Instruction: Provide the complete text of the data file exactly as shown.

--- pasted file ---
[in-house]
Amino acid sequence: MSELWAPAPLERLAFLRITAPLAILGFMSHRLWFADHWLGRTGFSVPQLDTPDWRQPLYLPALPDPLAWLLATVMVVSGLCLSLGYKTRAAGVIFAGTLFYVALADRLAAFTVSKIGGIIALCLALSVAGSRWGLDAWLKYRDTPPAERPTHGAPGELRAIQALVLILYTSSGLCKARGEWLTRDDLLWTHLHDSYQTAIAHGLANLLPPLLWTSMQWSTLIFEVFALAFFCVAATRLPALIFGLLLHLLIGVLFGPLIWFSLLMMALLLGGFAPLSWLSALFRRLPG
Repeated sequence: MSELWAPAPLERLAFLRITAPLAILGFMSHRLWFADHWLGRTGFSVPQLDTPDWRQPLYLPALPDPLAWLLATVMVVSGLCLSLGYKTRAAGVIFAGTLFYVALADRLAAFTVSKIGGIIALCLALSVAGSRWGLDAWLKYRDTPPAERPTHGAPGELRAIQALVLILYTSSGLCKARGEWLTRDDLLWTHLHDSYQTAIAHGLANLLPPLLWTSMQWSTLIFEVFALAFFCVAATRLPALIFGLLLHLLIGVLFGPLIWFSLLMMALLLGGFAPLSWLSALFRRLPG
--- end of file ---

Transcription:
[in-house]
Amino acid sequence: MSELWAPAPLERLAFLRITAPLAILGFMSHRLWFADHWLGRTGFSVPQLDTPDWRQPLYLPALPDPLAWLLATVMVVSGLCLSLGYKTRAAGVIFAGTLFYVALADRLAAFTVSKIGGIIALCLALSVAGSRWGLDAWLKYRDTPPAERPTHGAPGELRAIQALVLILYTSSGLCKARGEWLTRDDLLWTHLHDSYQTAIAHGLANLLPPLLWTSMQWSTLIFEVFALAFFCVAATRLPALIFGLLLHLLIGVLFGPLIWFSLLMMALLLGGFAPLSWLSALFRRLPG
Repeated sequence: MSELWAPAPLERLAFLRITAPLAILGFMSHRLWFADHWLGRTGFSVPQLDTPDWRQPLYLPALPDPLAWLLATVMVVSGLCLSLGYKTRAAGVIFAGTLFYVALADRLAAFTVSKIGGIIALCLALSVAGSRWGLDAWLKYRDTPPAERPTHGAPGELRAIQALVLILYTSSGLCKARGEWLTRDDLLWTHLHDSYQTAIAHGLANLLPPLLWTSMQWSTLIFEVFALAFFCVAATRLPALIFGLLLHLLIGVLFGPLIWFSLLMMALLLGGFAPLSWLSALFRRLPG